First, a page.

Reflex Classes

Regardless of whether you use declared Reflexes in your HTML markup or call stimulate() directly from inside of a Stimulus controller, StimulusReflex maps your requests to Reflex classes on the server. These classes are found in app/reflexes and they inherit from ApplicationReflex.

app/reflexes/example_reflex.rb
class ExampleReflex < ApplicationReflex
end

Setting a declarative data-reflex="click->Example#increment" will call the increment Reflex action in the Example Reflex class, before passing any instance variables along to your controller action and re-rendering your page. You can do anything you like in a Reflex action, including database updates, launching ActiveJobs and even initiating CableReady broadcasts.

app/reflexes/example_reflex.rb
class ExampleReflex < ApplicationReflex
def increment
@counter += 1 # @counter will be available inside your controller action if you're doing a Page Morph
end
end

Note that there's no correlation between the Reflex class or Reflex action and the page (or its controller) that you're on. Your users#show page can call Example#increment.

It's very common to want to be able to access the current_user or equivalent accessor inside your Reflex actions. The best way to achieve this is to delegate it to the ActionCable connection.

app/reflexes/example_reflex.rb
class ExampleReflex < ApplicationReflex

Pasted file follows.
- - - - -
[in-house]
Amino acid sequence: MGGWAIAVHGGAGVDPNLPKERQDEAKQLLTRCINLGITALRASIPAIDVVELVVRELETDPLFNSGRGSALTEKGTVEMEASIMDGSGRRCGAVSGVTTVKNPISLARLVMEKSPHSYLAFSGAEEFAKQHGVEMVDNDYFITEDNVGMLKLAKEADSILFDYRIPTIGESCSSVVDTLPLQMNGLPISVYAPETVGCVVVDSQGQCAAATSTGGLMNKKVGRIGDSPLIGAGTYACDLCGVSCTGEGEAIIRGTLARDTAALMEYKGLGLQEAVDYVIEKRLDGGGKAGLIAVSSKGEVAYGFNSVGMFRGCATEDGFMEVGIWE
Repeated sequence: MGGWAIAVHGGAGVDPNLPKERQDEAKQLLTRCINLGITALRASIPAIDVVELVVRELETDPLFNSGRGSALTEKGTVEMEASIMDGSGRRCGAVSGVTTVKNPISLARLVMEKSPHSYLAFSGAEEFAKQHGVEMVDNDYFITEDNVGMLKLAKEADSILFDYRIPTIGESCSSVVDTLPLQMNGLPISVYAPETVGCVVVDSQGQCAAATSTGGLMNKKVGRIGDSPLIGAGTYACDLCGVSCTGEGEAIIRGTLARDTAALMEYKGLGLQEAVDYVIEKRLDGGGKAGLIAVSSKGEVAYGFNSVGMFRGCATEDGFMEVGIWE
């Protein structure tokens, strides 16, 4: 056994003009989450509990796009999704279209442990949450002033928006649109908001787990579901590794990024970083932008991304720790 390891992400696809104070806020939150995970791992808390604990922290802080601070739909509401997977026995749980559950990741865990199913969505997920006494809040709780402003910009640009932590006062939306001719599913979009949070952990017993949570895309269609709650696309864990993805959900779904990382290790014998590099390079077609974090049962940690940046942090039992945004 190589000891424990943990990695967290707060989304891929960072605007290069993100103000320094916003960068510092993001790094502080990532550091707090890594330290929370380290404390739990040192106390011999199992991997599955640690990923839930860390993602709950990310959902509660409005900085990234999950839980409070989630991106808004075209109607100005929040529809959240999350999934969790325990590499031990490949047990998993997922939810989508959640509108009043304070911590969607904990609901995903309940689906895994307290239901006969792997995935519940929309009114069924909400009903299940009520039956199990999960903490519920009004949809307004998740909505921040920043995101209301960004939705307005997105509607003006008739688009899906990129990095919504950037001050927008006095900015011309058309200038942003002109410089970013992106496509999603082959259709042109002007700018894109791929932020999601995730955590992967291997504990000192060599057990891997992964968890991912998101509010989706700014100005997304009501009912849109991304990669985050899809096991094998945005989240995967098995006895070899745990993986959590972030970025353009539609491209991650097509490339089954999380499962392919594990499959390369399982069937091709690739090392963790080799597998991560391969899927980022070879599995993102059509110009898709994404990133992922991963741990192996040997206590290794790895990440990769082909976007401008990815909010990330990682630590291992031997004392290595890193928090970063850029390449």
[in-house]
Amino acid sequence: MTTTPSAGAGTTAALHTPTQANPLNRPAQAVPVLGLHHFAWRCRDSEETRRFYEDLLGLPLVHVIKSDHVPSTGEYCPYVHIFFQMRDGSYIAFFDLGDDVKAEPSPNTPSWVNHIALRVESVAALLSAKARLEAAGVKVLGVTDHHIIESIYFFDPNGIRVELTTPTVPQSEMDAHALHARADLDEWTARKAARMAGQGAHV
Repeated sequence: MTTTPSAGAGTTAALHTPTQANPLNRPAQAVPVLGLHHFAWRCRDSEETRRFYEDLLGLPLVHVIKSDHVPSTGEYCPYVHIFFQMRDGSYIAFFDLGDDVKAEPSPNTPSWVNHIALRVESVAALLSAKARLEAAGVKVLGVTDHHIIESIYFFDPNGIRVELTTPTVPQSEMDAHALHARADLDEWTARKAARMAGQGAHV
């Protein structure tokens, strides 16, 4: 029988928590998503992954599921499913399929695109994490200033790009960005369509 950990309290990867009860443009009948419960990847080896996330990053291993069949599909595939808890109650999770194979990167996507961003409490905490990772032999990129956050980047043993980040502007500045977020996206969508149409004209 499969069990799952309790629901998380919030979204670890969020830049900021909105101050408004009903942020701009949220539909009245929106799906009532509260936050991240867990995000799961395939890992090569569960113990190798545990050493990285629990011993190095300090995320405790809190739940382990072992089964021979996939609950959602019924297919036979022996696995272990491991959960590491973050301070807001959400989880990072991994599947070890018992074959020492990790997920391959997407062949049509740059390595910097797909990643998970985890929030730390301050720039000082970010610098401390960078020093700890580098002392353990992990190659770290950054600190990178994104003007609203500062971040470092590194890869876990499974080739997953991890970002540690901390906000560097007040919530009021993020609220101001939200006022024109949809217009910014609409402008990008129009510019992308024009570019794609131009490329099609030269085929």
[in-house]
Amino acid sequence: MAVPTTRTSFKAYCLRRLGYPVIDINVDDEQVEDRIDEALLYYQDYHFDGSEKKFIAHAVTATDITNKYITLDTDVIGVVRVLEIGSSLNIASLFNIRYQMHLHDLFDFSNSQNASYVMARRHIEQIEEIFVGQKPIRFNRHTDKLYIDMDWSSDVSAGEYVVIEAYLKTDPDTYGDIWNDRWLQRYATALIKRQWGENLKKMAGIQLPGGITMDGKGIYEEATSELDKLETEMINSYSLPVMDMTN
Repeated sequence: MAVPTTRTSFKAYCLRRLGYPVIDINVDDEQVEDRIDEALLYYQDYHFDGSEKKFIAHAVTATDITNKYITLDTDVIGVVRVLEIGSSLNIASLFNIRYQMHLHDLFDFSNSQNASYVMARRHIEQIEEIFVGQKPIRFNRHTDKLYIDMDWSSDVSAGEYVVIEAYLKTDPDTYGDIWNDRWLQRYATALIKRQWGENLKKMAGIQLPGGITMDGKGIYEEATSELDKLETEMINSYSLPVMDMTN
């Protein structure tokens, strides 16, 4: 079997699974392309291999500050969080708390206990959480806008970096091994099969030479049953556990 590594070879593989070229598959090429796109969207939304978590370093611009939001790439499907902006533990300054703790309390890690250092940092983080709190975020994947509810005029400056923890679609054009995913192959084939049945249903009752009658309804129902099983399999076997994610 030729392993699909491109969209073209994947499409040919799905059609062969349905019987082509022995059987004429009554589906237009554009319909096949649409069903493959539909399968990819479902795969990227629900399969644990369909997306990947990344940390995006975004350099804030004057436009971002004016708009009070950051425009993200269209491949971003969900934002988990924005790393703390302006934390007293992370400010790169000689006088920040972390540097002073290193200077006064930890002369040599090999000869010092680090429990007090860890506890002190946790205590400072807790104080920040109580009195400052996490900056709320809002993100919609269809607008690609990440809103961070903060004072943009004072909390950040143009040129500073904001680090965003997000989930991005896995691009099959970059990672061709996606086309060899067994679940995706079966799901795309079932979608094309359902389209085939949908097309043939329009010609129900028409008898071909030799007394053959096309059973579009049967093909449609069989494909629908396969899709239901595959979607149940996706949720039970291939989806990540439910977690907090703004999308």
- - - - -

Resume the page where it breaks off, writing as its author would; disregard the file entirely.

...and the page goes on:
delegate :current_user, to: :connection
def increment
current_user.counter.increment!
end
end

If you plan to access current_user from all of your Reflex classes, it is common to delegate once in your ApplicationReflex.

app/reflexes/application_reflex.rb
class ApplicationReflex < StimulusReflex::Reflex
delegate :current_user, to: :connection
end

If you change the code in a Reflex class, you have to refresh your web browser to allow ActionCable to reconnect. This will reload the appropriate modules and allow you to see your changes.

Building your Reflex action

The following properties available to the developer inside Reflex actions:

  • connection - the ActionCable connection

  • channel - the ActionCable channel

  • request - an ActionDispatch::Request proxy for the socket connection

  • session - the ActionDispatch::Session store for the current visitor

  • flash - the ActionDispatch::Flash::FlashHash for the current request

  • url - the URL of the page that triggered the reflex

  • params - an ActionController::Parameters of the closest form

  • element - a Hash like object that represents the HTML element that triggered the reflex

  • reflex_id - a UUIDv4 that uniquely identies each Reflex

reflex and process are reserved words inside Reflex classes. You cannot create Reflex actions with these names.

element

The element property contains all of the Stimulus controller's DOM element attributes as well as other properties like tagName, checked and value. In addition, values and the dataset property reference special collections as described below.

Most values are strings. The only exceptions are checked and selected which are booleans.

Elements that support multiple values such as <select multiple> or a collection of checkboxes with the same name will emit an additional values property. In addition, the value property will contain a comma-separated string of the checked options.